And then it seemed she did! Hooray! Success! ….it was not…we did a weigh-feed-weigh…there was no difference in her weight at all…not even a tenth of an ounce. And I was honestly not surprised: I had never been engorged, never felt a “let-down” of milk…I kind of just slowly leaked 1/2 to 1 ounce of milk at each pumping session…it never really flowed. The most I EVER made in a day was almost 6 ounces. And it was the most painful time of my life…and 6 months later I STILL have some chest pain.
So I tried one more time before quitting. Still no success, and all the while she was being supplemented with donor milk, because I would NOT stand for my daughter starving! Because she was in NICU she qualified as “at risk” and so we got free donor milk through our insurance until she was considered full term. And I kept pumping, developing BLISTERS on my nipples, and an unhealthy fantasy about smashing the hospital’s booby-torture device into a million little pieces. I could not sleep well from being in so much pain. I was mad, and uncomfortable, and righteously pissed off at everyone else’s belief that I should keep doing this. I am still sure to this day that many of the LC’s thought I was exaggerating how much it hurt. I was not…I was understating it…there are not words to describe how painful it was…I fainted more than once while hooked up to the pump, and I have an unusually high pain tolerance. I hated my boobs with an intense fiery passion. Hated the way they felt, they way they were hurting me. The way everyone told me I was doing what was best for my baby, and to keep it up!
Eventually I began to doubt the whole “breast is best” mantra I was hearing. I knew that in my particular case it was not. Not only for me, but for HER. My body is a notorious traitor…it tries to fail on me constantly, and I have consistently low blood levels of many vitamins, protein levels, and other necessary things. I doubted that any breast milk coming from MY body was truly liquid gold.
Another complication I faced was that less than a week post partum I was diagnosed with gallbladder disease, I had “too many gallstones to count” the ultrasound technician told me. Besides the awful pain this caused it had the side effect of making me extremely nauseous, and killing my appetite. I felt no hunger at all, and when I could manage to force-feed myself it made me sick. I could not get the surgery scheduled for two and a half months, so I just had to grin and bear this.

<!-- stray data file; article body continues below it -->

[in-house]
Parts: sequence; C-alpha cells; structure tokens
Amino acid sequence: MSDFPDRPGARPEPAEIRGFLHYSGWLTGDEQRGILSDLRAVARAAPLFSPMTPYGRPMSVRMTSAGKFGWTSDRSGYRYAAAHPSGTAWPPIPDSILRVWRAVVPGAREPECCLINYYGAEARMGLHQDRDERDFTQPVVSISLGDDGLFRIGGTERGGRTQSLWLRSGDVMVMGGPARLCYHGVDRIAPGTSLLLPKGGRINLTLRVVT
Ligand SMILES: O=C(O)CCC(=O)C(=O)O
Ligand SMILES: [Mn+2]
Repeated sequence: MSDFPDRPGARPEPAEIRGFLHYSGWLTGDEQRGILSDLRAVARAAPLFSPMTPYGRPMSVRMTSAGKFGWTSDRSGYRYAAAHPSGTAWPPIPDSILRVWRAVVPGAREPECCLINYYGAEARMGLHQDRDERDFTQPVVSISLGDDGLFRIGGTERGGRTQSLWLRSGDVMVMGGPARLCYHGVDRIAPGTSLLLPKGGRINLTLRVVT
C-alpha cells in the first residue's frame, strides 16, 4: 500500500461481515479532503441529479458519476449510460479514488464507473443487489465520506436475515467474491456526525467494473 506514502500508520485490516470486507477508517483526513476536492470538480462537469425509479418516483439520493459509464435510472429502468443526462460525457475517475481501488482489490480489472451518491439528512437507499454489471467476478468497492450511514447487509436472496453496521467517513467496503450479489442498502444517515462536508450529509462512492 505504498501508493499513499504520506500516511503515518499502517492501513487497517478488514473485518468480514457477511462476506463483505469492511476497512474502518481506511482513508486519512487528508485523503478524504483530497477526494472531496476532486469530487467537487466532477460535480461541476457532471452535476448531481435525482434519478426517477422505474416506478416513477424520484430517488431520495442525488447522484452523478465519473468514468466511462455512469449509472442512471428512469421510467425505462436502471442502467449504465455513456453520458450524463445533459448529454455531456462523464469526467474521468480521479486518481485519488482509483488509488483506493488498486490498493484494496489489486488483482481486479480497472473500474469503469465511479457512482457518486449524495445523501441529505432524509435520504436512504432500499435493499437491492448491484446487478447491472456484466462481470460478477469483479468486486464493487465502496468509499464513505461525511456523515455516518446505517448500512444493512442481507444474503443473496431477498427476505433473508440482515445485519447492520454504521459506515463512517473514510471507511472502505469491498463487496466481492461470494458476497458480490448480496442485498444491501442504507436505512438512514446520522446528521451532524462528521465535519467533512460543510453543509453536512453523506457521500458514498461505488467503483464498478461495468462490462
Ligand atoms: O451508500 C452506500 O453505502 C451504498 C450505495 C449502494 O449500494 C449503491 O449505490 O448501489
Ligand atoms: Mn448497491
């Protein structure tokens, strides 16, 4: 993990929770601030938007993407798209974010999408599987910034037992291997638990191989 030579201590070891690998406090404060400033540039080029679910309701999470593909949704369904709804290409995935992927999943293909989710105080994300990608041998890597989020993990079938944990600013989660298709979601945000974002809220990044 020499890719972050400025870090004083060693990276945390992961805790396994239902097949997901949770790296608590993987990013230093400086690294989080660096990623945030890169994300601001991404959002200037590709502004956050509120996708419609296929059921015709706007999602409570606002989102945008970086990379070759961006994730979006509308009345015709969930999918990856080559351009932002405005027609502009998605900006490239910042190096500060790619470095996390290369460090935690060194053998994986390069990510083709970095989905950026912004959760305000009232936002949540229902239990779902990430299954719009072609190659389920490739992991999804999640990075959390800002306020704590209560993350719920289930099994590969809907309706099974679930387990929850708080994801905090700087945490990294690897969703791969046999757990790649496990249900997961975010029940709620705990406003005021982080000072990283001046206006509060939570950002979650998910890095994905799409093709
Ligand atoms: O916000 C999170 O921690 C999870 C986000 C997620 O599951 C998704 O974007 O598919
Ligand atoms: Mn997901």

I was only ably to eat perhaps 1,000 calories a day without throwing it up. Not exactly great for milk supply. I was weak, exhausted, and in agony 24/7, even on my high-grade prescription painkillers. I had lost over 60 pounds in the last month and a half. More than one doctor changed their tune from “breast is best” to “you need to stop this before you kill yourself.”
So my body made the right decision for me. Always I have been a survivor, and this one time my body did not fail me, to make the decision I would not make for my own good. I developed a fever for about a week and a half, got out of bed only to drink water and pee it back out. Two days in my milk dried up completely. I couldn’t see my daughter until my fever was completely gone, as she was in NICU there was too much risk to her and other babies of infection. I didn’t even try…if I got her sick, or one of those other tiny babies with their frightened parents at their sides…I could never forgive myself. So I stayed away…the first time I had not spent the entire day with her since we first met. I recovered, and scooped her up like the holy grail. She was so happy to see me! I had been gone so long and she still remembered me She was being exclusively formula fed for a week by now, and she looked just as happy and healthy as she always had. And she was bigger!
Finally I could accept it. Cupcake would be formula fed. I looked forward to my breasts healing from the relentless abuse I had put them through. I had almost killed myself over breastfeeding because of the pressure to do what is “best.” Looking back on it I feel so foolish. I had been so unhappy hurting myself like that…I had never willingly put myself through pain before and it had felt like outright self-mutilation. It made me feel horrible. My husband was so happy to see me happy when it finally stopped.
Cupcake is thriving on formula, and to all the strangers who look at me with their snarky opinionated eyes…I would gladly sit down with you and tell you all of this. How breastfeeding almost killed me. How hard I tried. How badly I really wanted to do this for my daughter. The literal scars on my nipples. The pain I am still in today.
But I don’t think they are interested. They only want to judge me for not being “crunchy” or “mom enough” to handle it. I don’t care. My daughter is happy. My husband is happy. I am happy. And I would never judge them about their infant feeding choices. I feel sad for them that they feel the need to judge me in order to make themselves feel better about their own choices. I hope they are happy with themselves one day, like I am with myself today.
Share your story with the FFF community: email me at email@example.com.